Hey guys! Last week I had the opportunity to meet a new friend and talk with him for about an hour. If you haven’t yet read part 1, go ahead and read that one first.
As we pick up Bob’s story, he gives us a lesson in negotiation through buying a car.
You never know until you ask.
As Bob was walking past a Datsun lot one night, a salesman came out (at 11pm!) and asked him if he’d like to buy a car. Bob had been eyeing one particular model, but he didn’t have anything with him at the time. A quarter in his pocket, no driver’s license, no ID. He told the salesman that he didn’t have any money with him, but the salesman waved that away and asked if he had a Social Security Number. After giving his SSN, Bob went on a test drive through the city. The car was fast, the night was clear, everything seemed just right. Returning to the lot, the salesman came out and asked him, once again, if he’d like to buy the car. Bob said yes, but reiterated that he only had a quarter. The salesman produced a set of papers; he had run a credit report while Bob was out on the test drive. “This is all that I need. You want the car?” Bob said yes, barely believing his luck. Then, when the salesman asked him if he’d like to make his first payment in 1, 2, or 3 months from that day, Bob decided to push his luck and ask for four months. The salesman agreed, and Bob drove off the lot that night. True to his word, Bob began making payments for the car in January – four months after he had “purchased it”. Though times have changed a little bit, it doesn’t hurt try to negotiate with service and product providers, whether that be a for a raise, for lower payments on credit cards or cable, or, as Bob showed, when purchasing a car. After all, you never know what you’ll get until you ask.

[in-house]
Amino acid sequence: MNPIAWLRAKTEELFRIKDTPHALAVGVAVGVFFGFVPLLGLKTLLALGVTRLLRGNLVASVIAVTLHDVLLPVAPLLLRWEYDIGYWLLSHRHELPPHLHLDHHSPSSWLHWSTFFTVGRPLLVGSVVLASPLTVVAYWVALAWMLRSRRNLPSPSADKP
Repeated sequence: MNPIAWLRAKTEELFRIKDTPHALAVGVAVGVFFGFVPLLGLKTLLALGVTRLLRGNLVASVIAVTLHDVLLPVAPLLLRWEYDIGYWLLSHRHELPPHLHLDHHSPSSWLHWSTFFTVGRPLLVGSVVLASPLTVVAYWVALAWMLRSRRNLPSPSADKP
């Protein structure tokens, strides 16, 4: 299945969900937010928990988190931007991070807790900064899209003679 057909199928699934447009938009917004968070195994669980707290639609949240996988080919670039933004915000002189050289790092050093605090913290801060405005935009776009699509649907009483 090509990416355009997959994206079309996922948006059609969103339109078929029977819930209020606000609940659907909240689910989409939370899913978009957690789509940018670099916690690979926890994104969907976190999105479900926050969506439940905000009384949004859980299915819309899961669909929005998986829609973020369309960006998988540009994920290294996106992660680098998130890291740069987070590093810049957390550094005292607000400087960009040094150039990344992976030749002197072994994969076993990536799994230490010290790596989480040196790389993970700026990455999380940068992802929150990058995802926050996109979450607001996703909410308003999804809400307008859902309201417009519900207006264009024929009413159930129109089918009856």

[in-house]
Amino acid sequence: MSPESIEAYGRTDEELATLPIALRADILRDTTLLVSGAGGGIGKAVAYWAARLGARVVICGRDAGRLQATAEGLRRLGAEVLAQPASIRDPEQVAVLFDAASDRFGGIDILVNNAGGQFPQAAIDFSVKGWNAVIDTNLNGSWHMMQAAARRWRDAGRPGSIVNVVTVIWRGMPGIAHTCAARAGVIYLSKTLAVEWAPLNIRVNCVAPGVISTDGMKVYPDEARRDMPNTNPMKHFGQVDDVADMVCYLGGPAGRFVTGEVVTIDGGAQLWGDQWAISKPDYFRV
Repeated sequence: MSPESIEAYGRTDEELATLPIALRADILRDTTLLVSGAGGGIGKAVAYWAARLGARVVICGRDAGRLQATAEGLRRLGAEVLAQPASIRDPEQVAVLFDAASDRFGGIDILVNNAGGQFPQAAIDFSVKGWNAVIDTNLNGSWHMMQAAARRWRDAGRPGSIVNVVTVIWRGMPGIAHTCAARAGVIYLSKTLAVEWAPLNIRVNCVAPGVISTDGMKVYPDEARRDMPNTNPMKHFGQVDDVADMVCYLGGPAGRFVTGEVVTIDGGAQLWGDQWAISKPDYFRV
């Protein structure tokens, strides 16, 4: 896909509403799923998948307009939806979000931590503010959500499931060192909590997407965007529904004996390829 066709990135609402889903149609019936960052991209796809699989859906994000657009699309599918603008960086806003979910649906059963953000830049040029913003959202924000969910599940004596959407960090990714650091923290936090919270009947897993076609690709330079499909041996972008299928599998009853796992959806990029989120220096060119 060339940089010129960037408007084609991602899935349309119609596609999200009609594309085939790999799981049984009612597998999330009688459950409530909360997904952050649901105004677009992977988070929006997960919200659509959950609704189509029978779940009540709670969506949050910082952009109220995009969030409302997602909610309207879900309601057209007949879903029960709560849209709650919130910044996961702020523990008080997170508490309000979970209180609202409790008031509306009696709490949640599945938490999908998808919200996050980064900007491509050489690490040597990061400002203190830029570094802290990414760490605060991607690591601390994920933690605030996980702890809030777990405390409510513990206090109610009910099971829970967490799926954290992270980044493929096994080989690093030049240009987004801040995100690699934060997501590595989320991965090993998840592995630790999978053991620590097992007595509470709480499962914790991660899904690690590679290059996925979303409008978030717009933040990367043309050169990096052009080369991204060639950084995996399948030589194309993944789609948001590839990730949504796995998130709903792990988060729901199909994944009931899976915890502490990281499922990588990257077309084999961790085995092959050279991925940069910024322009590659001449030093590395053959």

Choose the person you marry wisely.
Bob’s final piece of advice? Marry the right woman, the one who means it when she says “for better or for worse, in sickness and in health, till death do us part”. You see, about 2 years ago, Bob developed diabetes. A little while later, he began to experience neuropathy in his hands, limiting his motion. Then, 18 months ago in January 2012, he was diagnosed with lung cancer and given between 3 months and 5 years to live (to which he told his doctor, “I’ll take 5 years and 3 months. Thanks.”). A couple months ago he lost his voice. As it turns out, he now has a tumor pressing up against his vocal chords. In the past two years, he’s gone downhill to a surprising degree, yet he isn’t mad at God, or bitter about the whole situation. Why? His kids love him and his wife has stuck by him and cared for him. When he got married all those years ago, he confided in me that he was only doing it to get laid. As the years passed, he became more and more committed to his marriage, but it was all founded on the dedication of his wife. The lesson? Be intentional about getting to know the person you’re going to marry. Marriage is a massive decision that will change the course of your life forever. Make sure that you choose the person you marry wisely.
So those are a few of the bits of wisdom I gleaned from my short hour-long conversation. I don’t know about you, but I love talking with older people, even though I don’t do it too often. What’s something that you’ve learned from an older person?